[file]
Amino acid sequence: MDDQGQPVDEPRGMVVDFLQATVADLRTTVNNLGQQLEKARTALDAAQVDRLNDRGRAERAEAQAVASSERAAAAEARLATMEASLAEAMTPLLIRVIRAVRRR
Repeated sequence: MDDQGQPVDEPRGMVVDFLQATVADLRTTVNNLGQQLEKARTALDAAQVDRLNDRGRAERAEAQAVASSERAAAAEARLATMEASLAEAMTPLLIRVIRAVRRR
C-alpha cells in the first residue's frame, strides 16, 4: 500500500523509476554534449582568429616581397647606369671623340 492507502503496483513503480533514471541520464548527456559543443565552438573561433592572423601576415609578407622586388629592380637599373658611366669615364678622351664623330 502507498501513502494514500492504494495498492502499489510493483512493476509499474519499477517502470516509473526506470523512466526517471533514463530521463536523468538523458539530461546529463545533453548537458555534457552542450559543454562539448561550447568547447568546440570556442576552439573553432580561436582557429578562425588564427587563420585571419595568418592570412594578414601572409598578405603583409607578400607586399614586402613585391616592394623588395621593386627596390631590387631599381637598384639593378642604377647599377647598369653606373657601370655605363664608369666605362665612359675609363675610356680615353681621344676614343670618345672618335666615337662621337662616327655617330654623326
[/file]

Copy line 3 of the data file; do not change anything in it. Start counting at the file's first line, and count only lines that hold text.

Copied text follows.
C-alpha cells in the first residue's frame, strides 16, 4: 500500500523509476554534449582568429616581397647606369671623340 492507502503496483513503480533514471541520464548527456559543443565552438573561433592572423601576415609578407622586388629592380637599373658611366669615364678622351664623330 502507498501513502494514500492504494495498492502499489510493483512493476509499474519499477517502470516509473526506470523512466526517471533514463530521463536523468538523458539530461546529463545533453548537458555534457552542450559543454562539448561550447568547447568546440570556442576552439573553432580561436582557429578562425588564427587563420585571419595568418592570412594578414601572409598578405603583409607578400607586399614586402613585391616592394623588395621593386627596390631590387631599381637598384639593378642604377647599377647598369653606373657601370655605363664608369666605362665612359675609363675610356680615353681621344676614343670618345672618335666615337662621337662616327655617330654623326